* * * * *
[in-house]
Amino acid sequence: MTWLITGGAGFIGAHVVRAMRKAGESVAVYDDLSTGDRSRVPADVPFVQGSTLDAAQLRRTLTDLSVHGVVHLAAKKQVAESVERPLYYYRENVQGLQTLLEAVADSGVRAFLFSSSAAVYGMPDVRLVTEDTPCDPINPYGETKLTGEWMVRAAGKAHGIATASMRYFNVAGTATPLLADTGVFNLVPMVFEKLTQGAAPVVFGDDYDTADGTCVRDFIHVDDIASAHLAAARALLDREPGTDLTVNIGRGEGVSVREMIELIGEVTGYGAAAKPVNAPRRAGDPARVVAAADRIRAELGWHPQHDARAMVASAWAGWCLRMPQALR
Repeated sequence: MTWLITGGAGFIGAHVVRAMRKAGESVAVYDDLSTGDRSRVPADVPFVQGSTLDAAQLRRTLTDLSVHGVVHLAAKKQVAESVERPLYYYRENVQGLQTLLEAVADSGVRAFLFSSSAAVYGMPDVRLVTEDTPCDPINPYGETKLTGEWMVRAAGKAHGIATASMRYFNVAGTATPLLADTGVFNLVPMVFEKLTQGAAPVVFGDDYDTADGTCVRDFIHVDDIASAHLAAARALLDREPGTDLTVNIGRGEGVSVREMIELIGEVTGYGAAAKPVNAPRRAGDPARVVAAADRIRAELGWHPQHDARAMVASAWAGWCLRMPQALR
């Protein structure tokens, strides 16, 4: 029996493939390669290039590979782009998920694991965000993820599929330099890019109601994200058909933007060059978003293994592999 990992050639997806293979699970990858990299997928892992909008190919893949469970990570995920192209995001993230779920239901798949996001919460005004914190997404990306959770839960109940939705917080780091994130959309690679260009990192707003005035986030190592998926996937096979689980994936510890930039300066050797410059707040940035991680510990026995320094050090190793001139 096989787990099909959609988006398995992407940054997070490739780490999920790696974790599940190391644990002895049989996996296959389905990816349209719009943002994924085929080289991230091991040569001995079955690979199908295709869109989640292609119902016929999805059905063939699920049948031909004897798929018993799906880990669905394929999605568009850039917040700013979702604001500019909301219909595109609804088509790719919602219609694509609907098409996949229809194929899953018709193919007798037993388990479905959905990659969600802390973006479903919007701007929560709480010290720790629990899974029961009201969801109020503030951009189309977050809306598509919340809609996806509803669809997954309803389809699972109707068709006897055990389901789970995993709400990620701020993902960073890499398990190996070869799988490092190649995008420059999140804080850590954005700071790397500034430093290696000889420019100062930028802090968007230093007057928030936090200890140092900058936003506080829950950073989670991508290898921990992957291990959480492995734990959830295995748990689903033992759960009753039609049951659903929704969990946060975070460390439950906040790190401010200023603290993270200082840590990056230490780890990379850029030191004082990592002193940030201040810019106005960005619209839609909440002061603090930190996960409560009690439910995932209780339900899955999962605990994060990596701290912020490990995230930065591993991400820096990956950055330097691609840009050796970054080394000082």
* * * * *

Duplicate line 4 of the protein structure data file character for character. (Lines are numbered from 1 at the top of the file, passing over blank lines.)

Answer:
């Protein structure tokens, strides 16, 4: 029996493939390669290039590979782009998920694991965000993820599929330099890019109601994200058909933007060059978003293994592999 990992050639997806293979699970990858990299997928892992909008190919893949469970990570995920192209995001993230779920239901798949996001919460005004914190997404990306959770839960109940939705917080780091994130959309690679260009990192707003005035986030190592998926996937096979689980994936510890930039300066050797410059707040940035991680510990026995320094050090190793001139 096989787990099909959609988006398995992407940054997070490739780490999920790696974790599940190391644990002895049989996996296959389905990816349209719009943002994924085929080289991230091991040569001995079955690979199908295709869109989640292609119902016929999805059905063939699920049948031909004897798929018993799906880990669905394929999605568009850039917040700013979702604001500019909301219909595109609804088509790719919602219609694509609907098409996949229809194929899953018709193919007798037993388990479905959905990659969600802390973006479903919007701007929560709480010290720790629990899974029961009201969801109020503030951009189309977050809306598509919340809609996806509803669809997954309803389809699972109707068709006897055990389901789970995993709400990620701020993902960073890499398990190996070869799988490092190649995008420059999140804080850590954005700071790397500034430093290696000889420019100062930028802090968007230093007057928030936090200890140092900058936003506080829950950073989670991508290898921990992957291990959480492995734990959830295995748990689903033992759960009753039609049951659903929704969990946060975070460390439950906040790190401010200023603290993270200082840590990056230490780890990379850029030191004082990592002193940030201040810019106005960005619209839609909440002061603090930190996960409560009690439910995932209780339900899955999962605990994060990596701290912020490990995230930065591993991400820096990956950055330097691609840009050796970054080394000082």